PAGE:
The corticospinal tract (CST) is an important descending motor pathway that coordinates hand and arm function in multiple species. However, the anatomy of this tract differs among species, as does the exact functional contribution as it relates to outcome measures currently used in the field. This pathway is disrupted following spinal cord injury (SCI), and efforts are underway in animal models to promote regeneration of the CST for recovery of function. However, there is a lack of standardized outcome measures in both humans and animal models (primates and rodents) that have been validated as translational common data elements to measure recovery of CST function. Additionally, efforts to replicate candidate therapies for clinical trials in the animal model have been unsuccessful, presumably due to claims about significant effects being made based on univariate analysis of only a few outcome measures of recovery. The appropriate outcome measures and animal models needed to validate preclinical studies have been extensively reported in the published literature, however there is a lack of consensus amongst researchers and clinicians as to which of these studies are necessary and sufficient when considering moving forward into clinical trials. We therefore hypothesize that by compiling a comprehensive database of raw data from published, preclinical studies of SCI pertaining to CST anatomy and functional recovery, using multivariate statistics, we will discover candidate common data elements that correlate to species-specific CST sprouting/regeneration. This will allow us to test additional data driven hypotheses, such as that the ratio of sprouting vs. spared CST axons is higher in monkeys than rats, and more predictive of multivariate functional recovery. Our goal with the proposed project is to validate the current outcome measures in the field that are sensitive to changes in CST anatomy, and to provide feedback to fine-tune the current and emerging measures that are appropriate for the animal model being used. This will foster an environment of highly efficient preclinical validation of emerging therapeutic strategies with a forward look towards clinical data to streamline our efforts to translate promising treatments from bench to bedside.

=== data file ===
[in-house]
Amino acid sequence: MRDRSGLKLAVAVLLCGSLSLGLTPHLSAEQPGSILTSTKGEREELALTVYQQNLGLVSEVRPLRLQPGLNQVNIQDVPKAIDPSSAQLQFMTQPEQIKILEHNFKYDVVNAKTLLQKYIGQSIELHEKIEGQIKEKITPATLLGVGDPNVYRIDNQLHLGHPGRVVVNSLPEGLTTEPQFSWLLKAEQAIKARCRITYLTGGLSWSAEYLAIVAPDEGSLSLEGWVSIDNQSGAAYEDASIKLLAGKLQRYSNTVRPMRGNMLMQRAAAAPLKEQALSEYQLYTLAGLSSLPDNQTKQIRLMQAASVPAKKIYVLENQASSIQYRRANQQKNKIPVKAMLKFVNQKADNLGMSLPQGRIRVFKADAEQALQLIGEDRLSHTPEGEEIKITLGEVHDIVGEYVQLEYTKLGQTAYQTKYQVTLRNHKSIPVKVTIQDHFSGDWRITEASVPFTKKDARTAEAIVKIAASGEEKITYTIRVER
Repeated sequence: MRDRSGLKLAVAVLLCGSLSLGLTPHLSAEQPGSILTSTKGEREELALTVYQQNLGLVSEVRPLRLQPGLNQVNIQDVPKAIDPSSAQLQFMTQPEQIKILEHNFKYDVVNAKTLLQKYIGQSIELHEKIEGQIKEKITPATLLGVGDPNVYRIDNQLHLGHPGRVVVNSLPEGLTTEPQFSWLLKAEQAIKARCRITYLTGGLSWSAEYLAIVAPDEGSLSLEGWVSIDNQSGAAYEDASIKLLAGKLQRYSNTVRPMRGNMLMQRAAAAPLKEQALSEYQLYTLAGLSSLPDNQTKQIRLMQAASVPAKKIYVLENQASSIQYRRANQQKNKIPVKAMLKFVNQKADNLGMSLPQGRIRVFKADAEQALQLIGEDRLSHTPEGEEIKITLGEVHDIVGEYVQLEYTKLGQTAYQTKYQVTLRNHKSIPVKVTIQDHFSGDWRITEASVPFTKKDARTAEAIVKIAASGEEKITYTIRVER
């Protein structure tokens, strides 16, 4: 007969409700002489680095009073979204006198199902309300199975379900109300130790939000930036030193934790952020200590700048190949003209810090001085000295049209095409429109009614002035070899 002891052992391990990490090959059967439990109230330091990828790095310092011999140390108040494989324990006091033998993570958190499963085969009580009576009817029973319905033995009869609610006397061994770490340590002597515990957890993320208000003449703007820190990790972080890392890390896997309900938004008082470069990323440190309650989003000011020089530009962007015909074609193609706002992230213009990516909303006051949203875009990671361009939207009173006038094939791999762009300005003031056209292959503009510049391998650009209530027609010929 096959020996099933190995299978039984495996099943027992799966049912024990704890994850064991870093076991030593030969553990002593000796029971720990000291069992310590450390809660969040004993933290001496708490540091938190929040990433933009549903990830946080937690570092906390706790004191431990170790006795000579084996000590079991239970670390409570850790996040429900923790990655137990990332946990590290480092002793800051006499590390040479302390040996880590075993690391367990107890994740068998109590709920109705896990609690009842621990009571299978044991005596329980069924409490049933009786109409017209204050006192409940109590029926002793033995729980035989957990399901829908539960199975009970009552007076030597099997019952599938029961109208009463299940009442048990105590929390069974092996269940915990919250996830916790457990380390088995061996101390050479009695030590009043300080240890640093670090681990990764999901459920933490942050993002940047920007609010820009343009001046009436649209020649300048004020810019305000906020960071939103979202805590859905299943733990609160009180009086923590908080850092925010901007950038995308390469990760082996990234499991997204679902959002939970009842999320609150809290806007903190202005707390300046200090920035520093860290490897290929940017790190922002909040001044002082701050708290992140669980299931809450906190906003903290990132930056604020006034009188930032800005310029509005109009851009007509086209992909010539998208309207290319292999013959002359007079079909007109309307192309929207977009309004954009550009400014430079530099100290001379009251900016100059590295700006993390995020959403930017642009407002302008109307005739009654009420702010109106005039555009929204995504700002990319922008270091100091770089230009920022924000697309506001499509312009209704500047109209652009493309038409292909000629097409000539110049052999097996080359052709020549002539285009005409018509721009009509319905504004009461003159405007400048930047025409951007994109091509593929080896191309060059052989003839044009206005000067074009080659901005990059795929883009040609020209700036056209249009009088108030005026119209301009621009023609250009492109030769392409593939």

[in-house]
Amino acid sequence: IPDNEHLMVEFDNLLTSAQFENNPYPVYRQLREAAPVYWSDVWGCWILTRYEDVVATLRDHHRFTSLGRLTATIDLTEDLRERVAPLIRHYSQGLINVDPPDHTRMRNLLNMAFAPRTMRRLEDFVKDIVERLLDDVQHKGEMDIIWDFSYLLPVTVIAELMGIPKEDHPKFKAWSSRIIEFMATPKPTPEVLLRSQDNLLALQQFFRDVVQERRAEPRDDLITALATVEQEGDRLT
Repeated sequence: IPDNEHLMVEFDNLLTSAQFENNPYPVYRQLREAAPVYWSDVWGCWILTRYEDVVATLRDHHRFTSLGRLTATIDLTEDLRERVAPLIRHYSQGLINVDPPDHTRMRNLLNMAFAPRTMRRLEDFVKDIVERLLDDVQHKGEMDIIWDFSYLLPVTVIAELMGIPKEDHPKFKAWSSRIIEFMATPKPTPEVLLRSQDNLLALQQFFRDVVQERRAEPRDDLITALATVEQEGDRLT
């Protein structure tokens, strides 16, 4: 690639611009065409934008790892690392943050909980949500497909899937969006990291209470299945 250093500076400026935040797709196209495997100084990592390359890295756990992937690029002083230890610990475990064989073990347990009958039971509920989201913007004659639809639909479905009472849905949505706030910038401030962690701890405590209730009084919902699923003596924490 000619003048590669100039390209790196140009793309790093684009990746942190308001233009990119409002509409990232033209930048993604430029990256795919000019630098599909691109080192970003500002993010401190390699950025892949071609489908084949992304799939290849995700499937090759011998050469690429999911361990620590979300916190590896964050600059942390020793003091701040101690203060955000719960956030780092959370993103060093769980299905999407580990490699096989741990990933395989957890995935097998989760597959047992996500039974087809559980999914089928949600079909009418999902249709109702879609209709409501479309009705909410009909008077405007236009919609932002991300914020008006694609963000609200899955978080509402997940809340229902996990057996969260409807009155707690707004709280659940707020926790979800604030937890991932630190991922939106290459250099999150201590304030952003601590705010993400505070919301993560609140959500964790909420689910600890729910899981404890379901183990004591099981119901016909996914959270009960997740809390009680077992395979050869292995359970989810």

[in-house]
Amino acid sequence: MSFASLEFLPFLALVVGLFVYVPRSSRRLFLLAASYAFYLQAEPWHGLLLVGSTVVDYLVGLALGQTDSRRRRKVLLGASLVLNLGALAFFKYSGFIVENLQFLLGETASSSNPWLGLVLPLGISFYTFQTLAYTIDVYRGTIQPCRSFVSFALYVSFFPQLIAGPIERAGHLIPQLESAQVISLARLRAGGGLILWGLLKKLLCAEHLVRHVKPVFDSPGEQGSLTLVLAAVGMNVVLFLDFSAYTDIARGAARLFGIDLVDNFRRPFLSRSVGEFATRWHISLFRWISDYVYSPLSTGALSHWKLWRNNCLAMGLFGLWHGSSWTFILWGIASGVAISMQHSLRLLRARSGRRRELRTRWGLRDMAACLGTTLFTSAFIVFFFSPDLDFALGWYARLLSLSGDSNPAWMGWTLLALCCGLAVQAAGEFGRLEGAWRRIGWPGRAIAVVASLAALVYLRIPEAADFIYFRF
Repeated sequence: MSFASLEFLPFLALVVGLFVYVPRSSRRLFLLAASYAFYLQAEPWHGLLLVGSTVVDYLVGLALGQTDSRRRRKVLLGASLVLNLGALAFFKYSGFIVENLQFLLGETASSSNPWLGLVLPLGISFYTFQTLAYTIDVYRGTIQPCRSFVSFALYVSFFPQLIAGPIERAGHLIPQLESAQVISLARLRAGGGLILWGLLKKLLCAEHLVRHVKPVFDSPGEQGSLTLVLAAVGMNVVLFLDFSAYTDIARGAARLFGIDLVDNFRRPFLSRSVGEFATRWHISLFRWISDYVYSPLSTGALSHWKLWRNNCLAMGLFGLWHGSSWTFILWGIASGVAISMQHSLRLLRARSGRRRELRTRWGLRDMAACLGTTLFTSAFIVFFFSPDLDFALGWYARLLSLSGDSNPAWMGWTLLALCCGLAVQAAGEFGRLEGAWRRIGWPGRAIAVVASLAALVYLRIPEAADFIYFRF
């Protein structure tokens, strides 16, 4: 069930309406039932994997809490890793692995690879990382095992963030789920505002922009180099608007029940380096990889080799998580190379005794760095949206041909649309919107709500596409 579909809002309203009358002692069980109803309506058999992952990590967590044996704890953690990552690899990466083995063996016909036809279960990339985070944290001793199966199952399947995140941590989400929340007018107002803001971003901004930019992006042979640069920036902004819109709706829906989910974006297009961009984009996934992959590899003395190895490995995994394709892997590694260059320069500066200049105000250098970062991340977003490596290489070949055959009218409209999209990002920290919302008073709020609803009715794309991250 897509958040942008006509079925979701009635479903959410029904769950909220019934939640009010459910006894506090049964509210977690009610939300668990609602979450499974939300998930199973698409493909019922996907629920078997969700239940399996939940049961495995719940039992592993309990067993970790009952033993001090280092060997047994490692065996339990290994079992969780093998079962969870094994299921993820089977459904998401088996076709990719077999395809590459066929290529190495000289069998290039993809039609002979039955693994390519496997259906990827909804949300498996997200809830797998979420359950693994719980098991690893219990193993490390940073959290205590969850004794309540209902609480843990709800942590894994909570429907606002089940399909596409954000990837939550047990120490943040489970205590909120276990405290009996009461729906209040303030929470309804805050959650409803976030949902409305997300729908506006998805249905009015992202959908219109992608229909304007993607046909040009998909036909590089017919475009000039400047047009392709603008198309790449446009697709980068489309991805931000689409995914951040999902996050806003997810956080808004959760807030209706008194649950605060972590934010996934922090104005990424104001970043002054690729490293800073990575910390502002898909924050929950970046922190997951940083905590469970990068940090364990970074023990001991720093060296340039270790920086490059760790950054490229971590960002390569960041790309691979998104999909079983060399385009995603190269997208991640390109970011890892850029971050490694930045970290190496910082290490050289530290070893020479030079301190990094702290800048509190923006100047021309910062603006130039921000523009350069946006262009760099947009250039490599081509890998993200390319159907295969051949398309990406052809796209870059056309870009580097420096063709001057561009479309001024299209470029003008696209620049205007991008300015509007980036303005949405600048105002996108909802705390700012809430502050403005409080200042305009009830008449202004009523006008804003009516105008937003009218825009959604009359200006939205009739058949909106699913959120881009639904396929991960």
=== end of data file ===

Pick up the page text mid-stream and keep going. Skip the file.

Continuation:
Due to the fact that many promising therapeutic strategies aim to promote regeneration of the corticospinal tract (CST) following spinal cord injury (SCI) in the animal model, it is crucial that we fully characterize the species-specific role of this tract s it pertains to bio-behavioral recovery. Additionally, we need to define common data elements (CDE) for animal models that are sensitive to minor changes in functional recovery that correlate to regeneration of the CST so that validation of preclinical studies will successfully translate from bench to bedside.
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